By Joe Stein
There are many questions that are considered standards, in that I mean they are asked year-after-year and really are almost a given during an interview. In contrast, there are questions that are asked because of something that is occurring at the moment that causes that issue to become relevant.
The question of “How is the Company Performing” is one that has taken additional meaning and relevance over the last year. It has gone from a question that may have startled an interviewer to one that is asked rather frequently and may even be expected.
A key will be to ask this question in a non-threatening and non-confrontational manner that will spark conversation. Let’s take a deeper dive regarding this question in order for you to determine if it works for you.
Why Should You Ask It?
· Know What You Are Getting Into – Asking this question provides you with some information to assess the performance of the organization. Keep in mind, whatever response you receive will most likely be a “safe” answer that the Hiring Manager may have been coached on. The question should not be asked in lieu of research, but rather to assist you in what has been already gathered via a variety of resources. For Job Seekers, it is critical that they attempt to land with a company that will provide them some stability. This is important not only for their own obvious personal reasons, but also to provide some continuity to their resume. This is even more crucial for those individuals currently gainfully employed but potentially leaving an organization to join another.
· Another Point of View – In some occasions, you may receive a different perspective from someone inside the organization than via public information. For example, you may be reading about how sales are down with the organization, but the rest of the story may be how cost containment has proven successful, or that the company is better positioned than their competition. The point being that there may be more to the story than just what the news reports.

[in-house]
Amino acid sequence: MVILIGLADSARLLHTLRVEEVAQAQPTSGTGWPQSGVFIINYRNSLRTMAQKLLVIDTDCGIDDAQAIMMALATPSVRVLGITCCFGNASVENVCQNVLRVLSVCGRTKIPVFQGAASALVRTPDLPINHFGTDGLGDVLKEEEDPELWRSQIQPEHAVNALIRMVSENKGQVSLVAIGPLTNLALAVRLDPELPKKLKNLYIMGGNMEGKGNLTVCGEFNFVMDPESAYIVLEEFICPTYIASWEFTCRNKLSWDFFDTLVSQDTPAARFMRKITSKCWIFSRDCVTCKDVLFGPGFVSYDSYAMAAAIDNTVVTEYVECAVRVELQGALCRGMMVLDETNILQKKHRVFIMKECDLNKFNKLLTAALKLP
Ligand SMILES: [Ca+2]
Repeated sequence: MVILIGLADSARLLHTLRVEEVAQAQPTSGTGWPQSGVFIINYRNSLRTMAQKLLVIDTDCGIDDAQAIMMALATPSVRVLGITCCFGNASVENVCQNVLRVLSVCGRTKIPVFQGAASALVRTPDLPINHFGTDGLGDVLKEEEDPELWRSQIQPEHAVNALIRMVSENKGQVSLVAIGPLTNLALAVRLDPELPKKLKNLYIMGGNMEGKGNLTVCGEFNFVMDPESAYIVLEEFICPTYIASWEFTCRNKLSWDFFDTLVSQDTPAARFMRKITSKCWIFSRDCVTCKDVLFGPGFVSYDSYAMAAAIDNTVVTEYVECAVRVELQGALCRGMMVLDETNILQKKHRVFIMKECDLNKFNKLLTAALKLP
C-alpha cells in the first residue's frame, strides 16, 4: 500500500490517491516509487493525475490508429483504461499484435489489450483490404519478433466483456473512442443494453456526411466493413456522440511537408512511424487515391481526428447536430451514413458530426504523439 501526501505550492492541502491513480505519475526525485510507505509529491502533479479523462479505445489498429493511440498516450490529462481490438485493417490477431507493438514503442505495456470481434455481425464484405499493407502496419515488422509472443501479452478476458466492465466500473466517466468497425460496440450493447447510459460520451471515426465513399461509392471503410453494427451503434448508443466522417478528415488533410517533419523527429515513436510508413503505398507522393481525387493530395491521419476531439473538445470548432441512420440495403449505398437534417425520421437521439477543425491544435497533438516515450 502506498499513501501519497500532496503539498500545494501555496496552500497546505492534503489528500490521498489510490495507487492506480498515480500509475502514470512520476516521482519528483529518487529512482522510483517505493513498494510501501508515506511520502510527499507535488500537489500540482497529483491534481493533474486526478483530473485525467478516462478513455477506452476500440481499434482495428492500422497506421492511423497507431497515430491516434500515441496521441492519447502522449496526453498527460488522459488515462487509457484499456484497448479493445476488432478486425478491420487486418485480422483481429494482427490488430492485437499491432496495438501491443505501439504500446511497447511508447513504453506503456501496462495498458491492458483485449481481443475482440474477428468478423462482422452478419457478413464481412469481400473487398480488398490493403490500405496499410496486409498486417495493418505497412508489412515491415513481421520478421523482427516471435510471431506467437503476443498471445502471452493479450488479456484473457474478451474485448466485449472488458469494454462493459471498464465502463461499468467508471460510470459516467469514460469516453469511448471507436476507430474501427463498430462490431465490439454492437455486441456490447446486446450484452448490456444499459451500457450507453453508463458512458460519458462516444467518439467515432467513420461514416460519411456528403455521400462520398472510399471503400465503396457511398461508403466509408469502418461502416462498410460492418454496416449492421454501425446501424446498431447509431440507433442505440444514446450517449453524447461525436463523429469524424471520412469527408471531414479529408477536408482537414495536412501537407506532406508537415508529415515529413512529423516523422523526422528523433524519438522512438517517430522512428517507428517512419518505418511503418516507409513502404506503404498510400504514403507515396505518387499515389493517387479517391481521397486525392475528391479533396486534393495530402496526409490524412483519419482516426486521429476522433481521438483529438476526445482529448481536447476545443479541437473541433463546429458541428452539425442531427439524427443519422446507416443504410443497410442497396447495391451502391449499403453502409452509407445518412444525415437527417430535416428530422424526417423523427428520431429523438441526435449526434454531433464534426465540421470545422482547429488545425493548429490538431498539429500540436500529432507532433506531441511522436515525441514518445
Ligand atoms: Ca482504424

· Appear Engaged – This question will allow you to appear engaged and active in your job search. It displays that you aware of the surroundings of the industry and the employer, along with an interest in how they are connected.
How It Can Be Asked:
· “I Have Been Following Your Industry…” – By asking the question in context to the industry it removes some of the pressure surrounding focusing on just the prospective employer. Try to tie the question around something topical that you have read about the industry.
· “I Recently Read In the News…” – This is a fairly safe way to ask this question, in that the Interviewer should be aware of what has been reported. He or she may even have received some “Talking Points” from Management to assist in responding to the question.
· “How Have You Positioned Yourself in This Current Economy?” – This is a nice way to ask the question in an open-ended, non-opinionated way. When you ask the question in this manner, you are not assuming anything regarding the company other than just inquiring to what they have done. A key, when asking the question this way, will be to not appear as if you have failed to do any leg-work or research.
How Not To Ask the Question:
· In Lieu of Preparation – Do not ask the question and engage in the conversation when you have not done your research. It will cause you to appear shallow and non-engaged.
· By Sharing Confidential Information – You may have received some information about the prospective employer during the course of your networking. This “scoop” may be, in some form, confidential. Be careful, during the conversation, NOT to share any information that is not for public knowledge.
· In a Confrontational Way – This is not a 60-Minutes interrogation. In no way should you come across as confrontational or demanding when making your inquiry. This is especially true if you currently are employed by a company that is a competitor to the organization you’re speaking to. You may come across as someone who is pumping the competition for information.
The Q&A portion of the interview is a crucial time for you to gather information and, to further sell yourself. Take advantage of the natural give and take of this portion of the interview by asking questions that will allow you the time to either provide information regarding why you should be hired, or display yourself in a positive fashion.
As always, best of luck in your job search.